CSR – or just a facade?

CSR – Corporate Social Responsibility. Companies not only focus on themselves any longer. It is important “to serve in one´s own interest as well as those of society”, that is the broad definition taught at business schools. Every well-known company has a CSR branch nowadays. But is it real or just a facade? A halo that clears the company´s as well as the consumer´s conscience? Hence, the following questions will have to be answered (or at least discussed) in the next few weeks:

1) CSR – just marketing? 
2) Did the curious consumer really become conscious?

Let´s start with the first one. The impact of CSR, its “popularity” reveals the need for change in our society. Somehow, capitalism has to be purged and we feel like we need to justify our consumption. We all become “eco-friendly” and fall for (sometimes false) labels signifying some products as superior in terms of sustainability. But frankly, do we all really mean it? And more importantly – do the companies mean it? Did we simply create a parallel world, where we all act ethically and everything is fine? Many bloggers deal with this questions, mostly depicting their disapproval of the concept of CSR, because it is – according to them – a “big fat lie“.

None of the comments made on the bloggers´ articles defends CSR: 

One states:

“To me it sounds like CSR is one of those things that sounds better on paper than what is actually does when it is actually put into action. […]”

whereas another has the same point, claiming:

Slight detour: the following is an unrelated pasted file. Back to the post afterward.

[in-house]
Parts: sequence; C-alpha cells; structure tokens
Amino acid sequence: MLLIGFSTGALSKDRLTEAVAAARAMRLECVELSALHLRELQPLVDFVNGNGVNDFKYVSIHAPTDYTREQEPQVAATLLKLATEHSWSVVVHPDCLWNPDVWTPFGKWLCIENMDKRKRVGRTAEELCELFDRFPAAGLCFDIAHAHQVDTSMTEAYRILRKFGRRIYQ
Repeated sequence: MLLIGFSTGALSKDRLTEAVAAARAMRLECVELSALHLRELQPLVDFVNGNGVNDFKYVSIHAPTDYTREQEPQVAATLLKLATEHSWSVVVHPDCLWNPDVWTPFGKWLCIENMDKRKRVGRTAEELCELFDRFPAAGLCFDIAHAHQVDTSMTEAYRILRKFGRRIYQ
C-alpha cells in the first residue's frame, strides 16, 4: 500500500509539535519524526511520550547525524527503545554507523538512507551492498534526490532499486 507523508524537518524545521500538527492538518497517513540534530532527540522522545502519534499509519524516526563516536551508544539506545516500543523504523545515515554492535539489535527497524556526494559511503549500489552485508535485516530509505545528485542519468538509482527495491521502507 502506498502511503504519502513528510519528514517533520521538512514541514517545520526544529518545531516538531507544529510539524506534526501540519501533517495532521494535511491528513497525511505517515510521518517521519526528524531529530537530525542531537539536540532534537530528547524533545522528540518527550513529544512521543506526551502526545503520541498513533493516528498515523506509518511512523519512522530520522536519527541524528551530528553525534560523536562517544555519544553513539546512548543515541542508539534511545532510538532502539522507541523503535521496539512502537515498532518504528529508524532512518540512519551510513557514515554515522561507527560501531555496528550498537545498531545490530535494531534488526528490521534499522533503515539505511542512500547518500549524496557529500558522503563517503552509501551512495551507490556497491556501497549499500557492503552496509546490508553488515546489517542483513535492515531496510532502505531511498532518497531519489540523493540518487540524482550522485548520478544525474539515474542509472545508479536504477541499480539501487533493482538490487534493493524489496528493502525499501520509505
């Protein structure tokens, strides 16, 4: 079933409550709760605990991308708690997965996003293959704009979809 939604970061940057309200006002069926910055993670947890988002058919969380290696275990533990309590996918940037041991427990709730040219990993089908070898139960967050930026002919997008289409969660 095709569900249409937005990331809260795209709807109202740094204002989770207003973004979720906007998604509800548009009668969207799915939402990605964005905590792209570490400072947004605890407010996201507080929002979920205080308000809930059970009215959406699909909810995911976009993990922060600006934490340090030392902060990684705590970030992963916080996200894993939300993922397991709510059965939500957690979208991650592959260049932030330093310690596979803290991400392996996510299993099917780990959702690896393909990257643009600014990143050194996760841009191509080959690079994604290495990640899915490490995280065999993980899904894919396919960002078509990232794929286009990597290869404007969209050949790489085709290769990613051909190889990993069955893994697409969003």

“It seems that the only reason anyone cares about environmental disasters is because they have economic implication in the future. It’s just like the BP oil spill. Its not the oil polluting the waters that anyone seems to care about, its the pollution in the waters causing loses to local businesses that is actually forcing public outcry. So its not just companies that have to pretend that they care about the environment, its consumers and small businesses too that are forced to pretend that the care about the environment”.

So generally speaking, CSR does not seem to have a good reputation among web users. But nevertheless, it has another aspect that is not to be left unnoticed, an aspect worth acknowledging the advantages of CSR. 

According to Craig Smith, professor of Ethics and Social Responsibility at the INSEAD business school

“[t]he upside is that more companies are realising that corporate responsibility and sustainability are linked to competitiveness; and sustainability could very well be the next major change businesses need to adapt to […]”.  Stuart Rose, CEO of Marks and Spencer (supposedly the UK’s greenest retailer) declared that “particularly for companies that are concerned about their reputation and are here for the long term, [CSR] is an investment and it’s a necessary investment that they need to make to protect their reputation, apart from motives they may have for doing the right thing”.

Thus, the ultimate question that still is uncertain remains: CSR – doing the right things with wrong motivation? Follow my next blog posts for further explanations, aspects, and opinions on this topic! 

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